Is bind off the same as cast off?
In the US we generally say “ bind off ” to refer to finishing the edge of a knitting project, while in the UK, they generally say “ cast off ”. Whichever term your pattern uses, the technique is exactly the same!
Is there more than one way to bind off knitting?
Most knitting projects need a bind off to finish; it may be the hem on a sweater, a neat neckline, or the edging of a shawl. There are many bind off methods; a basic bind off will work in many cases, but sometimes you need more stretch, or want something a little more decorative.
What does bind off mean in knitting terms?
In knitting, binding off, or casting off, is a family of techniques for ending a column (a wale) of stitches. Binding off is typically used to define the final (usually upper, taking the cast on edge as the lower) edge of a knitted fabric, although it may also be used in other contexts, e.g., in making button holes.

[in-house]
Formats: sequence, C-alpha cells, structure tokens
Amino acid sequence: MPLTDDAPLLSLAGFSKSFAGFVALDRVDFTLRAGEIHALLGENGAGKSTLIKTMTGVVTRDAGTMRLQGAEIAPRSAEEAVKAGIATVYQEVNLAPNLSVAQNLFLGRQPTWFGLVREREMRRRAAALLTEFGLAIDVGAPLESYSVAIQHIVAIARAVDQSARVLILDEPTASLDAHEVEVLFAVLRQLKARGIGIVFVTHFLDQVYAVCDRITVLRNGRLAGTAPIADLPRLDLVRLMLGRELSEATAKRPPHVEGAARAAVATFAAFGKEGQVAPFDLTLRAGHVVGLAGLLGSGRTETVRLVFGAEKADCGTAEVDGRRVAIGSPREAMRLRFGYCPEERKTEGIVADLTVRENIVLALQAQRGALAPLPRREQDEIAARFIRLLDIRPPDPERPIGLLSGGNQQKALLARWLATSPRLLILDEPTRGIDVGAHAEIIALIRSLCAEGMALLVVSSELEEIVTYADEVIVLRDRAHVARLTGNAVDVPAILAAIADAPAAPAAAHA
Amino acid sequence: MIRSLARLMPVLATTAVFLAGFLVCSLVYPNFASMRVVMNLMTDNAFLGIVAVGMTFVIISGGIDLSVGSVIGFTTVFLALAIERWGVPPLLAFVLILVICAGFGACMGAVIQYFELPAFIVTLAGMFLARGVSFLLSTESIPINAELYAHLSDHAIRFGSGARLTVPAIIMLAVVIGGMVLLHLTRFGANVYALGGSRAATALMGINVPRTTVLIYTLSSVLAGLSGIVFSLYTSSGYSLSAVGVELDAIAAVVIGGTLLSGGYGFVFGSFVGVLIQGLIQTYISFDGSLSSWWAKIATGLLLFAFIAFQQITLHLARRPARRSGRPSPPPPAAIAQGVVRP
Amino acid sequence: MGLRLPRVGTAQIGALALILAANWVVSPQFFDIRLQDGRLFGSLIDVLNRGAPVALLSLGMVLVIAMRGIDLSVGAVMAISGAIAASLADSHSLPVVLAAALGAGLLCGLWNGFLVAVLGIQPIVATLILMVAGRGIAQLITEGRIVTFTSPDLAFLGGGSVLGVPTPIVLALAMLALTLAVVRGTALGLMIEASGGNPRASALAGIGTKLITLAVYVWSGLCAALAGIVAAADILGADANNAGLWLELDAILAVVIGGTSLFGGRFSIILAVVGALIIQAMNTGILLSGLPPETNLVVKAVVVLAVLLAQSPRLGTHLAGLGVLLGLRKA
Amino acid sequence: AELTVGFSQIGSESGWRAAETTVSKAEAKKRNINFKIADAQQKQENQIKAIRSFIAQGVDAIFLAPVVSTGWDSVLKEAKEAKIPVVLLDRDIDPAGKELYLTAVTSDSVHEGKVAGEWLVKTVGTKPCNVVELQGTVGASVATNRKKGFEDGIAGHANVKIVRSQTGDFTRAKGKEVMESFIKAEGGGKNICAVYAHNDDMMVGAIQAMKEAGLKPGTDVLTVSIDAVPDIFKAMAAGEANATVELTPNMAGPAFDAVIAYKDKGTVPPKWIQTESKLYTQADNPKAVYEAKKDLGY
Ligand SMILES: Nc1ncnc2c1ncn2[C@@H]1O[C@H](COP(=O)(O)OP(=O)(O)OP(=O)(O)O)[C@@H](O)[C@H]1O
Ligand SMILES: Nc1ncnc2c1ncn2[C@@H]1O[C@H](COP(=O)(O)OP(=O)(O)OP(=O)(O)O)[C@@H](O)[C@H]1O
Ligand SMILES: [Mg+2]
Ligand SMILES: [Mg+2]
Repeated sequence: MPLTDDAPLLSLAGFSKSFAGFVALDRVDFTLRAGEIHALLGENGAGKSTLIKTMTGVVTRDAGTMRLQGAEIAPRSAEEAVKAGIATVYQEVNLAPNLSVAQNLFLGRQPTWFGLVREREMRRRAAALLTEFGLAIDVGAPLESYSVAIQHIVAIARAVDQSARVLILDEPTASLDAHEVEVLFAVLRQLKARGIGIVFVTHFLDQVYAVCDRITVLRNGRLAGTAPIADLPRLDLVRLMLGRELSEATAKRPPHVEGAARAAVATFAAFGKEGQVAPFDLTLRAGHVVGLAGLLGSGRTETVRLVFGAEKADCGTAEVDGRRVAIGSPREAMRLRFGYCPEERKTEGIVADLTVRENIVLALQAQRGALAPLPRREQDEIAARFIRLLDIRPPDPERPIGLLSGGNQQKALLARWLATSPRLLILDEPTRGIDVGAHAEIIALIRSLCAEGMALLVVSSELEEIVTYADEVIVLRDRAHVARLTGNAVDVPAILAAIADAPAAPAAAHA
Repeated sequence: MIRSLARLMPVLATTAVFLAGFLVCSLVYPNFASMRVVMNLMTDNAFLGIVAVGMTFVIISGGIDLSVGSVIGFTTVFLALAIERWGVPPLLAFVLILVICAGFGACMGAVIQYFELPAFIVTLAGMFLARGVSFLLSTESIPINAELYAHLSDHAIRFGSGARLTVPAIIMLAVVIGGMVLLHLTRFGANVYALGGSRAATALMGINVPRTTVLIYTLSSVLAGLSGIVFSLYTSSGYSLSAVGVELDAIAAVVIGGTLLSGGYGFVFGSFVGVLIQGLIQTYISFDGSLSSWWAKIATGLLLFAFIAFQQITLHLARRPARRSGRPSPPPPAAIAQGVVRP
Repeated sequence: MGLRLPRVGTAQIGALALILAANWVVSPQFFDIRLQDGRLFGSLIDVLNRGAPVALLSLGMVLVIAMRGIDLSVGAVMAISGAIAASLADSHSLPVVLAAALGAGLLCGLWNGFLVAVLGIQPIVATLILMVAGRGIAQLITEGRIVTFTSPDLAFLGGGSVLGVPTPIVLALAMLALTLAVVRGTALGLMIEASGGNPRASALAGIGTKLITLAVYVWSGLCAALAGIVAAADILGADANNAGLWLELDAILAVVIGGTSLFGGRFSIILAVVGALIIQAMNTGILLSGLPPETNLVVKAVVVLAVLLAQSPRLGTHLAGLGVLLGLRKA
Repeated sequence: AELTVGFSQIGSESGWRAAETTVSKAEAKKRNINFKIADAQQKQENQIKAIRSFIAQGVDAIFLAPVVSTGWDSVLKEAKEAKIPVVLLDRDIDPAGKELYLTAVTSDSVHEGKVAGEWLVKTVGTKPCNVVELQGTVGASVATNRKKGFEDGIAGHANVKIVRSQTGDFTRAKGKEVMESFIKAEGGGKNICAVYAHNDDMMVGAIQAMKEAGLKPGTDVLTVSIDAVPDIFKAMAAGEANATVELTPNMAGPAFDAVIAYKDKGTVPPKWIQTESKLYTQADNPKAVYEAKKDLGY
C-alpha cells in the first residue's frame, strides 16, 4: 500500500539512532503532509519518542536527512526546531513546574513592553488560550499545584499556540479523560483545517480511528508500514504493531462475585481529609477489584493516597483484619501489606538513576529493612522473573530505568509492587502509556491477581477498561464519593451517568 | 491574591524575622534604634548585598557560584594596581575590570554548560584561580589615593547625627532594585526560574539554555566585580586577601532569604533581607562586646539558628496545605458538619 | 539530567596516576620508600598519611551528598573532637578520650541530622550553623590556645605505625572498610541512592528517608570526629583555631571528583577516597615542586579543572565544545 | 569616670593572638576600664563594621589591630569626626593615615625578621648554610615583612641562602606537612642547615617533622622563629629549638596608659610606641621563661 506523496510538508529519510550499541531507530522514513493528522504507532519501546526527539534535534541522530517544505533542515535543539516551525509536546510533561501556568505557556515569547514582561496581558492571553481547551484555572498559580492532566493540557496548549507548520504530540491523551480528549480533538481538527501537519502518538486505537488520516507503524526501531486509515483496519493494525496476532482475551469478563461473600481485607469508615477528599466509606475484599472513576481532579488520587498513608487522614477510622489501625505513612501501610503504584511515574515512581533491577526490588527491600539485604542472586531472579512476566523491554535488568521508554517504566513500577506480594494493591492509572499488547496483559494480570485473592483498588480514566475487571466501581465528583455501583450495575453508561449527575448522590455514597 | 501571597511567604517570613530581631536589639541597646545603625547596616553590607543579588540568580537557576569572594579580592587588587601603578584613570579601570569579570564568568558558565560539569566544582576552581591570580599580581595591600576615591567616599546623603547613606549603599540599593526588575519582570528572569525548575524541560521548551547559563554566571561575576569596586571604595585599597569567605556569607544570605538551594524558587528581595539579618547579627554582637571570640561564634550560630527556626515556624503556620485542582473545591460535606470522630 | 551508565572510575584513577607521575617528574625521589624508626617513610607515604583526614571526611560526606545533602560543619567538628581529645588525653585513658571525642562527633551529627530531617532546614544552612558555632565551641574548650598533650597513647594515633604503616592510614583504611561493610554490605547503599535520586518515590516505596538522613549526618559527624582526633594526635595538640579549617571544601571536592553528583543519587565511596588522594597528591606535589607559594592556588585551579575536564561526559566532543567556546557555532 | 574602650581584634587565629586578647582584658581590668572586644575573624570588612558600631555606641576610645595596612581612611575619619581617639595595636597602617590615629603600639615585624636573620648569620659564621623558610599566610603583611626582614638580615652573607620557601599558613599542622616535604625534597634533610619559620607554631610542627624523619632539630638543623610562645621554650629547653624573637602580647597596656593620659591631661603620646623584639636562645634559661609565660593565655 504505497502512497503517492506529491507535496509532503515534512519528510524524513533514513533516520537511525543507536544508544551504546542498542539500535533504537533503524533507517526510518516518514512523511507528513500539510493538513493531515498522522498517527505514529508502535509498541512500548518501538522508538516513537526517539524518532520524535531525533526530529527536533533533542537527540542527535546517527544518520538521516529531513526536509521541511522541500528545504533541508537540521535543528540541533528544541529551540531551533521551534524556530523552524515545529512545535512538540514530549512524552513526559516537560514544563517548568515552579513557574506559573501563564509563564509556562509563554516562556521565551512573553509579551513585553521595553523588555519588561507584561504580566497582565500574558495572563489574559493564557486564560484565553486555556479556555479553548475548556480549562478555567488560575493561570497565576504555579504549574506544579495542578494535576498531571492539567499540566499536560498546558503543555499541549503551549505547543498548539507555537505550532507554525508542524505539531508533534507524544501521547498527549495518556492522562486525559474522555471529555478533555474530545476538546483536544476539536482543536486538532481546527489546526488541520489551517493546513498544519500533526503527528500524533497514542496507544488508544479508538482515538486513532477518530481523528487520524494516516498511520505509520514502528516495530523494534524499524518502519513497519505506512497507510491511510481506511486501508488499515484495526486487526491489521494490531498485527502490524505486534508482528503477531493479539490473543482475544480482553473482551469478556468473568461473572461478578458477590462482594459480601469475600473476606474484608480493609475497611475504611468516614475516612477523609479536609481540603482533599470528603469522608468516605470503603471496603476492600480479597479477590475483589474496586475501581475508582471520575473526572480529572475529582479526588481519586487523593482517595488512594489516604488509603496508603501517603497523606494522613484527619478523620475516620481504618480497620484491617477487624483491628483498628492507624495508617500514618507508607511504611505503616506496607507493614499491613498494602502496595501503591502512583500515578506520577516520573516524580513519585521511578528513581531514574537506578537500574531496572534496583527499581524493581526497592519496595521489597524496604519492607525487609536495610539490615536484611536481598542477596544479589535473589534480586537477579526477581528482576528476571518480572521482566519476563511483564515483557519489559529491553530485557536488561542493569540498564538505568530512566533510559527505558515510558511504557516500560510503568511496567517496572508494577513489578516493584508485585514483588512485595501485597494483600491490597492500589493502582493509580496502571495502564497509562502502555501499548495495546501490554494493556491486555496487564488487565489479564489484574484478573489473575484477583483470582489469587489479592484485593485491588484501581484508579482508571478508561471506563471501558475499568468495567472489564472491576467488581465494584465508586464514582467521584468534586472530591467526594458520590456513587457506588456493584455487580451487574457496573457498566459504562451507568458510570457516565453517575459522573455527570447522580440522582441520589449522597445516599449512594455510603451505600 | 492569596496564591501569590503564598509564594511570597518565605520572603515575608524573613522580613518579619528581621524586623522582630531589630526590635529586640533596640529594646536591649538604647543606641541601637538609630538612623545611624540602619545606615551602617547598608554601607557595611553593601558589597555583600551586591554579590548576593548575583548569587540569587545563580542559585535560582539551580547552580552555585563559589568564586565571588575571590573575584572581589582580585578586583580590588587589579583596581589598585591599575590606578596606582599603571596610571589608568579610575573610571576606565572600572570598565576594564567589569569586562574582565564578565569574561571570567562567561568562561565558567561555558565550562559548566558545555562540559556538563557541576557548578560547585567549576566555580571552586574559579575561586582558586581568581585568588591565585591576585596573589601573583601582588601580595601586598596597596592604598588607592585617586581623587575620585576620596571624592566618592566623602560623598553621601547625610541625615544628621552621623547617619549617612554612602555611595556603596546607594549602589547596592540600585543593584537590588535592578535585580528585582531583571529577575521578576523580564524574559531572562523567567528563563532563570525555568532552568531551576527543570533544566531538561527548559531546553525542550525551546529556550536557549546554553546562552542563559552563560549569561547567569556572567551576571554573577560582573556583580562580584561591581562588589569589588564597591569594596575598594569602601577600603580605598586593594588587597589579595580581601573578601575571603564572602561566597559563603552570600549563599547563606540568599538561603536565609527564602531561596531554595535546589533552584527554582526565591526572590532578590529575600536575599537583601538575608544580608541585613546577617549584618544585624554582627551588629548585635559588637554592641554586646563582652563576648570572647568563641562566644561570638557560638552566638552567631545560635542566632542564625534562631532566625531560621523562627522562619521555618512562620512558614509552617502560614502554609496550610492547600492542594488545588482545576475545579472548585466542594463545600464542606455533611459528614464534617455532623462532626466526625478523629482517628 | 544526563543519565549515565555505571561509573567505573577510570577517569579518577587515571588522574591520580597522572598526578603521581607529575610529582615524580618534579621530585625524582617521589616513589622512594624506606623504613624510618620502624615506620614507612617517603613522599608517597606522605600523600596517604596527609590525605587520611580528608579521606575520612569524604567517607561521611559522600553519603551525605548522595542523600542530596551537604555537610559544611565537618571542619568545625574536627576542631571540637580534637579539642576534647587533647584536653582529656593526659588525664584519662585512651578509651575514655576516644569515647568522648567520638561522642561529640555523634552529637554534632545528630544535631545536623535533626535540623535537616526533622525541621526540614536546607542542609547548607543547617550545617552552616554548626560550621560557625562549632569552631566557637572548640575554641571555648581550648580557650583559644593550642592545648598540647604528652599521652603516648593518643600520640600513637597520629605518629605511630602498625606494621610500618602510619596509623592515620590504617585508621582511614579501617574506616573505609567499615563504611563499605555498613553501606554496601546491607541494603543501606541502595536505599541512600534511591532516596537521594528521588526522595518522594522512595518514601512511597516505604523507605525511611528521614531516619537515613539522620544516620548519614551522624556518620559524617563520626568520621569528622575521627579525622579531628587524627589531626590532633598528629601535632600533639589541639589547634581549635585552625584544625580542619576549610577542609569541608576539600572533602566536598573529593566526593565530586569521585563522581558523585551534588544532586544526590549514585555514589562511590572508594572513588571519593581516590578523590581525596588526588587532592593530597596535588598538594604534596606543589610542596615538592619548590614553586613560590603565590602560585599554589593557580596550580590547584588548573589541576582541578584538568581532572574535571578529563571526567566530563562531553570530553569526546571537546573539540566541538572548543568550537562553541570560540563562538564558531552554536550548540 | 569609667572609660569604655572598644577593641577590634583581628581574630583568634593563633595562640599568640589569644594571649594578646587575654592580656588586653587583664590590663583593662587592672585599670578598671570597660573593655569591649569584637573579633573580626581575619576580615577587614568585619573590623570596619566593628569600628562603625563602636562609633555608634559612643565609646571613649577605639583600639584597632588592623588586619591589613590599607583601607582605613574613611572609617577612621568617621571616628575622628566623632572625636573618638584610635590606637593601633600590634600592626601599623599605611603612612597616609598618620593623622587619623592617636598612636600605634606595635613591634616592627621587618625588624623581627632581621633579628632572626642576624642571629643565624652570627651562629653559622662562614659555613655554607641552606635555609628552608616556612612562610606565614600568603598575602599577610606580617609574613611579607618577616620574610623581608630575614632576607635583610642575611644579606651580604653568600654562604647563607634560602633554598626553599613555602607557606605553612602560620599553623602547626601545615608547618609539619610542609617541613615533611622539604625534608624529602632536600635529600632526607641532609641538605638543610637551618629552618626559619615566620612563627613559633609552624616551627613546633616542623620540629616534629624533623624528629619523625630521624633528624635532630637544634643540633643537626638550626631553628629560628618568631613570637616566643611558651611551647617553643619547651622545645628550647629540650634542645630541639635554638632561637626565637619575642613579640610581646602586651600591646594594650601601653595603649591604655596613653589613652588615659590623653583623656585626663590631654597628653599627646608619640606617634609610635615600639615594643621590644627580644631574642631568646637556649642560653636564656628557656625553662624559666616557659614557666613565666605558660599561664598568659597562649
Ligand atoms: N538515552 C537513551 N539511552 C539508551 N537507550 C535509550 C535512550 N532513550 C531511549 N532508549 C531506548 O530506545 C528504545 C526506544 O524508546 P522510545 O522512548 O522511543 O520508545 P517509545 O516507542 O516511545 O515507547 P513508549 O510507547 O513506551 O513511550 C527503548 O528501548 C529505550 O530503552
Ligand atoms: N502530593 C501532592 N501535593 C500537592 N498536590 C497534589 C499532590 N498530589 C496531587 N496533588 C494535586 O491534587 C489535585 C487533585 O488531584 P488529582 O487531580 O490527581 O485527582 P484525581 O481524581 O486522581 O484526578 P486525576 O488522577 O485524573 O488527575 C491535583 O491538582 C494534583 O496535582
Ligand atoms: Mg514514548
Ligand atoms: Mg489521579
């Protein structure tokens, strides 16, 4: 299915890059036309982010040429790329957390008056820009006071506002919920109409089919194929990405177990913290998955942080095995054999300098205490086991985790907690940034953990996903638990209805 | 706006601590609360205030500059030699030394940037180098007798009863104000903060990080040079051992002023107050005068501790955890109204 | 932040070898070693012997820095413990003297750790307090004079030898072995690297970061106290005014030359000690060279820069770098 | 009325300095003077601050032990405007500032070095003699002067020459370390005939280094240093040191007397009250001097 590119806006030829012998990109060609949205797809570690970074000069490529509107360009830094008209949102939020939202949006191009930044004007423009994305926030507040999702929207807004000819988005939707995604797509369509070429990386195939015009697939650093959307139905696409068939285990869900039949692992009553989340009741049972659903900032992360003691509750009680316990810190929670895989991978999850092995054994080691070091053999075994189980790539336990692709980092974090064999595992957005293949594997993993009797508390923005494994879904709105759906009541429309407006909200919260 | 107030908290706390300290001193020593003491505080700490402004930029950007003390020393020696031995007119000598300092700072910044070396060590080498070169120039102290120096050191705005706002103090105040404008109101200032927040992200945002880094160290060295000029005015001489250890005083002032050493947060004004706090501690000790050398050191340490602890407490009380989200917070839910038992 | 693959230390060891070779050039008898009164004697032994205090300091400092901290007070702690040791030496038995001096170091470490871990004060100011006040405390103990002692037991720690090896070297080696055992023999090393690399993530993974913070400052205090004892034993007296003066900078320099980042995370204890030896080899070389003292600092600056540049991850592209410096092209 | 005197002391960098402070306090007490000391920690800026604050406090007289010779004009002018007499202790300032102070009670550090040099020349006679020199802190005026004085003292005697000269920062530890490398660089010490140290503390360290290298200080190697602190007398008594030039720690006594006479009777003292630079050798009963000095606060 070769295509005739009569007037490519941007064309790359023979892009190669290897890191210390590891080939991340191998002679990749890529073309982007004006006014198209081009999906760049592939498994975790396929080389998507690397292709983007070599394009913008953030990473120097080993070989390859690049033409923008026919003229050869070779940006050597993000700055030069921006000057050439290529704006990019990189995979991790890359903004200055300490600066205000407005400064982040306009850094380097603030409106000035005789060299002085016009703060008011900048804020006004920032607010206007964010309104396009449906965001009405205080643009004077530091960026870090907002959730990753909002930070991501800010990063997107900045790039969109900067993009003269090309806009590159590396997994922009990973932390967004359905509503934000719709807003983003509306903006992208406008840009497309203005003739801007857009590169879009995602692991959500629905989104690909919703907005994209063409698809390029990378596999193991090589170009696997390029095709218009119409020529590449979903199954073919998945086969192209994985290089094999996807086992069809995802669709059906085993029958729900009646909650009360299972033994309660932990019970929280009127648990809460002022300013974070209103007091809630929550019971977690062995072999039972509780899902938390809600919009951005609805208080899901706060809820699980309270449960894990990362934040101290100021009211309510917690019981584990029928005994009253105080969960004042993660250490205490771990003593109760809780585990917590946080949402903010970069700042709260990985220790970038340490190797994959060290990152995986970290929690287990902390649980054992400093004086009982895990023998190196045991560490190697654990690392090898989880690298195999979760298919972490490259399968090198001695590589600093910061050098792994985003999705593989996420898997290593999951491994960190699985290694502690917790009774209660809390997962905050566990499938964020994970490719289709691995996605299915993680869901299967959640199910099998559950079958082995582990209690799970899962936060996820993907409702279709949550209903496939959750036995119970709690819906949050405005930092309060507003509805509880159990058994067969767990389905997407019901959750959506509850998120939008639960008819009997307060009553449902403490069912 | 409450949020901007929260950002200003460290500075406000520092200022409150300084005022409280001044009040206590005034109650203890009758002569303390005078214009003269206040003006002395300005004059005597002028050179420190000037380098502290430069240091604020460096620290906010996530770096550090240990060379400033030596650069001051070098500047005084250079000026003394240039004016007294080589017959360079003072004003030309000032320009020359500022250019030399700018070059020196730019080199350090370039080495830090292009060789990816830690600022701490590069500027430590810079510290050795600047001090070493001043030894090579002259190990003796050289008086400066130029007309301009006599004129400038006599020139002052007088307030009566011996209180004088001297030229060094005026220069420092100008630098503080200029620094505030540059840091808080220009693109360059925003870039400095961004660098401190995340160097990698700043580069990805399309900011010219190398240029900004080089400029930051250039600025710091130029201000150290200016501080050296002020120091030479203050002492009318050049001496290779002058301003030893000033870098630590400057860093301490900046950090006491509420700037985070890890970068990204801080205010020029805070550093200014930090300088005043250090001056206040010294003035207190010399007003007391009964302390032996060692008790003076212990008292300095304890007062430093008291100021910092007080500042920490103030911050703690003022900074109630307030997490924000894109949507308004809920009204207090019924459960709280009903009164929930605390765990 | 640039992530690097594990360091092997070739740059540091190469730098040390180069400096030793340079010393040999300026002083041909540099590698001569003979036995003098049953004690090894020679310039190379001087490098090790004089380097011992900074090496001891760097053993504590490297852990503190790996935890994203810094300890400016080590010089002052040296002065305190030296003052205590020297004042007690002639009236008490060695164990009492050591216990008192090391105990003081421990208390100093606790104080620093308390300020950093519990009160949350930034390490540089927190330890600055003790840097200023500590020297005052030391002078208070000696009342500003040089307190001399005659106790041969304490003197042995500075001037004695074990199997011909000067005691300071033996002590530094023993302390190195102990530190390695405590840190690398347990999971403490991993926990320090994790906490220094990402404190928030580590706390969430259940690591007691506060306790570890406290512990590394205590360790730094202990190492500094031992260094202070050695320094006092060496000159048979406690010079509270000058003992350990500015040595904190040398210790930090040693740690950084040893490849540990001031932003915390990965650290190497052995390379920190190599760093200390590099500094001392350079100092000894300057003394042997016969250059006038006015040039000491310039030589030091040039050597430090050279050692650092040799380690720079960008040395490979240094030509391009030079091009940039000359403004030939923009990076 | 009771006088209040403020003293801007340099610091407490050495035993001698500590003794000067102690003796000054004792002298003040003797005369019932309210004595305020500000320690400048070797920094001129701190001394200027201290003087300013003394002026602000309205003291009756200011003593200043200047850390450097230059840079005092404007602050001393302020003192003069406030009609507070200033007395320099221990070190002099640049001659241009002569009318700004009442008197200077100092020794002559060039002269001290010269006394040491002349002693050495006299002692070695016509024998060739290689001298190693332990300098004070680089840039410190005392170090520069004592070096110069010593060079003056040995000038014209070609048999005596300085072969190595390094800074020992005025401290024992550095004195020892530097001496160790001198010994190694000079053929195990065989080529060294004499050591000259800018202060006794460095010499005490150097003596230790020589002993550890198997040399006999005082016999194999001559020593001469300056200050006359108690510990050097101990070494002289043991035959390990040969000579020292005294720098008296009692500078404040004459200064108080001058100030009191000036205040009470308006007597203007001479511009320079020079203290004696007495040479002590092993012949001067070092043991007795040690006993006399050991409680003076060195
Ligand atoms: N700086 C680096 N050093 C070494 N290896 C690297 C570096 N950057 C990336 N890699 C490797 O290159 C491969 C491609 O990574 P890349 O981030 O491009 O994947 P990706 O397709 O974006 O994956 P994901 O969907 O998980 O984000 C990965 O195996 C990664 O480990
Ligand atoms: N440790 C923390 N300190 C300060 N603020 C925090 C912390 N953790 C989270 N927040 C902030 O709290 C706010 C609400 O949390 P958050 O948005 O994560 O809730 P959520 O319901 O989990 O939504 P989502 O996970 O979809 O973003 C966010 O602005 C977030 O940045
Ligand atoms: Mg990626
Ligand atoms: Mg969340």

Should you Bind off in pattern?
You ‘ll often see patterns that say ” bind off in pattern,” meaning that you knit the knits and purl the purls just like you were doing in the body of the project. Binding off works the same no matter what stitch you ‘re using.
Does the cast off row count as a row?
The cast on doesn’t count as a row. And that you don’t count your cast on if you’re counting rows. But there is one exception to this. If you use the Long Tail cast on method, and knit the first row (working flat, not joined in the round), then your cast on edge looks like a purl ridge.
What do you do with yarn after binding off?
Cut your yarn and pull it through that loop all the way and tug it tightly. Done. Weave in your end. In this case, probably sewing it into the bound off edge would be best since the cloth is two sided.